Sunday, April 19, 2009
It's History! We have a Stake!
About 750 Latter-day Saints and friends of the Church in Trinidad gathered together at 9 a.m. this morning (Sunday, March 1, 2009) in the Cascadia Hotel Conference Center for the creation of the first stake in the West Indies Mission (first English-speaking Stake in the Caribbean).
The approval to create the stake was given on February 12, 2009 in a meeting of the First Presidency and Quorum of the Twelve Apostles. Elder Neil L. Andersen (Senior President of the Presidency of the Seventy) and Elder Francisco J. Vinas (First Counselor in the Caribbean Area Presidency) were assigned by the Brethren to create the stake.
Elder Neil L. Andersen
Emrol Gould, who was baptized February 12, 1989, was called to be the first stake president. Christopher Danzell was selected to be the first counselor and Michael Rupa was chosen to be the second counselor.
President Danzell (1st counselor), President Gould (president), President Rupa (2nd counselor)
President Emrol Gould
Elder Andersen invited Nicholas Victor to tell the story of how he introduced President Danzell to the church. Both of these fine men served with us as missionaries in the West Indies Mission - what a privilege it was to work with them!
Elder Vinas (1st counselor in the Caribbean Area Presidency) gave counsel in the Saturday night priesthood meeting
There will be six wards and two branches in the new stake. The following are the new bishops:
Arima - Bishop Ali
Couva - Bishop Vishel Patel
Curepe - Bishop Alleyne
Port of Spain - Bishop Hooker
San Fernando - Bishop Ramdeen
Sangre Grande - Bishop Suepaul
The branches of Siparia, Point Fortin and Tobago are not in the Port of Spain, Trinidad Stake but rather are mission dependent branches.
What was it like to be there?
What must hundreds of missionaries who have served in Trinidad be thinking on this glorious day?
The history of establishing the Church in Trinidad has been challenging. The first missionaries to come to Trinidad in 1976 were turned away, but midway through the following year, the first converts were baptized. Early pioneer names like Payne, Borde, Raphael, and Balfour will forever be recorded in the historical records of laying the foundation for this work. Pioneers like Bishops Alleyne, Ramdeen, Hooker and Suepaul each were leaders in the districts. The new stake president Emrol Gould has been carefully tutored as a district officer and an executive secretary in the mission presidency during his twenty years as a member. However, it took hard work from the Trinidad saints, many mission president tenures, as well as the tireless labors of couples and elders preaching the gospel to bring about this wonderful day. And, it took years to obtain authorization for legal missionary permits. Ten years after the first converts were baptized, a new member named Kelvin Diaz was able to begin efforts to secure this authorization. By the end of 1988, he was able to secure 18 missionary visa permits. Progress was made to obtain 35 a few years later and in 2007, the government allowed the mission to apply under two different associations (Trinidad and Tobago Association and West Indies Mission Association).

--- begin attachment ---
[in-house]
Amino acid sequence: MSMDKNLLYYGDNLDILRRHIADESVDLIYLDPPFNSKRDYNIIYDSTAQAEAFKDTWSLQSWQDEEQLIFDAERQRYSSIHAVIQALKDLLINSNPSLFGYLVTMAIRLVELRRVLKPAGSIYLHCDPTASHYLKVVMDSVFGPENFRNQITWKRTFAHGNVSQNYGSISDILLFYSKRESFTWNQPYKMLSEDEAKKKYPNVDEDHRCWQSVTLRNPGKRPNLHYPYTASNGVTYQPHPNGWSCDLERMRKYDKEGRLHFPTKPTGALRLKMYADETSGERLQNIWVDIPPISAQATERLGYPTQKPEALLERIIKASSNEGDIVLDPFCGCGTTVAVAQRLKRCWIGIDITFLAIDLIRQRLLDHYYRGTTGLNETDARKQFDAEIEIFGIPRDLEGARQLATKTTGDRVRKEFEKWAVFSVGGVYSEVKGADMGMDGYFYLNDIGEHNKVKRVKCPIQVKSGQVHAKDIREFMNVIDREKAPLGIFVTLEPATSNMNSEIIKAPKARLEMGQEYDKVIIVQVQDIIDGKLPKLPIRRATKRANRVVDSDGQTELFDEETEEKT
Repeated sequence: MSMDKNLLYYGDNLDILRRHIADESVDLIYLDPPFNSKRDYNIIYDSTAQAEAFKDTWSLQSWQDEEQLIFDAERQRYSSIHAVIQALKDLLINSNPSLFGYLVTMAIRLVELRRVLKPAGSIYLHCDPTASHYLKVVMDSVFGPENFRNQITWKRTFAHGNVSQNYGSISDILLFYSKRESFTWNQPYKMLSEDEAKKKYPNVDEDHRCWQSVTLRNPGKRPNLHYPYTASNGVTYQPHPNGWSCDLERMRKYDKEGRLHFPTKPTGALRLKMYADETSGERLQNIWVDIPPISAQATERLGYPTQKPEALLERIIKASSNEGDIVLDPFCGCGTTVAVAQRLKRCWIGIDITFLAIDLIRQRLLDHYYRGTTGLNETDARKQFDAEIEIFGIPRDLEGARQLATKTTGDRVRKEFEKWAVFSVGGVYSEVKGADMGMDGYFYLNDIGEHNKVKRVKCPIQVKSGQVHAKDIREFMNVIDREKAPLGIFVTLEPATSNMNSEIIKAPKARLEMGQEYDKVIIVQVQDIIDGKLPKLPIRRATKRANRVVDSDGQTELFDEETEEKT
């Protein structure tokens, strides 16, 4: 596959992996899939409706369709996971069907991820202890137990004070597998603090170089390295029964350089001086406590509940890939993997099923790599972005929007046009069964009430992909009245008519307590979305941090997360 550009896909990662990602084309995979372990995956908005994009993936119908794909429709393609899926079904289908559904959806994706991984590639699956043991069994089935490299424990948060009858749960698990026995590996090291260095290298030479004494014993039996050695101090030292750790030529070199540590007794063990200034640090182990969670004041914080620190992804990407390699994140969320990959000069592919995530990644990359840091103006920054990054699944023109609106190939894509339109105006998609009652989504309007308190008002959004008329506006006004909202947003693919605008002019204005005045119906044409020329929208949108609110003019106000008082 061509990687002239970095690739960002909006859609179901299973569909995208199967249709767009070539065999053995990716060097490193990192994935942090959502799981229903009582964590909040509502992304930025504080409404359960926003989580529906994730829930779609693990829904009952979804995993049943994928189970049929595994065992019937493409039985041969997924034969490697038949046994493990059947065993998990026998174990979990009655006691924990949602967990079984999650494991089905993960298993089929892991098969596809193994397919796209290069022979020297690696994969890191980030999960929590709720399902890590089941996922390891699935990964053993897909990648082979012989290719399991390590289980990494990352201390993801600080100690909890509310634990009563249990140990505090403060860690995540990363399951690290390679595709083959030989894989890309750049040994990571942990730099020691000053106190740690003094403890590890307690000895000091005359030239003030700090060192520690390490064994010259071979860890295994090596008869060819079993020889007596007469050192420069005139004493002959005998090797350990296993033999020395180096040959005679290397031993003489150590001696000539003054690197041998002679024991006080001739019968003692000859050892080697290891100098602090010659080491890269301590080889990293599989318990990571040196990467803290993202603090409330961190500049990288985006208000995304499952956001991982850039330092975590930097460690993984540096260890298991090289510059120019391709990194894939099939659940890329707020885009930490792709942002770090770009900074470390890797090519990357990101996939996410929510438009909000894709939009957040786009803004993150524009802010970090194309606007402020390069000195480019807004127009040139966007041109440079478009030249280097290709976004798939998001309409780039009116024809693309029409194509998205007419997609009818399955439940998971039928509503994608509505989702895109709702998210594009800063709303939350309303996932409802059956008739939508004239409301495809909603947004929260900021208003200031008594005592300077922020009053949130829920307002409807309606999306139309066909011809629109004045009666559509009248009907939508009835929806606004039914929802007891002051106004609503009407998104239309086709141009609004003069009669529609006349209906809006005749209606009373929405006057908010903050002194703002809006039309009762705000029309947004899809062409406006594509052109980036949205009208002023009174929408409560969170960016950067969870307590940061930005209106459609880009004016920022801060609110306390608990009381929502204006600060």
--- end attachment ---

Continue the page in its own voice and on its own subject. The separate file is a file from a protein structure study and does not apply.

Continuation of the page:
In 2005, the country was divided into two districts by the mission president Henk Dorenbosch: the San Fernando District and the Port of Spain District. In 2007, under the direction of the new area presidency, President Reid A. Robison requested to have the two districts merged back into one district in anticipation of qualifying to become a stake. Prior to the creation of the stake, the Port of Spain, Trinidad District consisted of eleven branches: Port of Spain, Curepe, Arima, Sangre Grande, Couva, San Fernando, Chaguanas, Princes Town, Siparia, Point Fortin and Tobago. During the four years prior to stakehood, the country had approximately 125 to 130 baptisms per year. In 2008, members joined with missionaries to introduce friends to the church and 234 people were baptized. At the time of the application to become a stake, there were 2130 members in the Trinidad District.
The increase in baptisms and membership was the result of focused efforts of goal-oriented missionaries, an increase in the number of couple missionaries, and the quality of the proselyting program introduced with the "Preach My Gospel" manual. For the past three years, members have adopted the Basic Unit Program as a practice and as a curriculum. New member and seasoned member alike, sat together as they learned from the Gospel Principles manual in Sunday School, the Latter-day Saint Woman in Relief Society, and Duties of the Priesthood for Priesthood.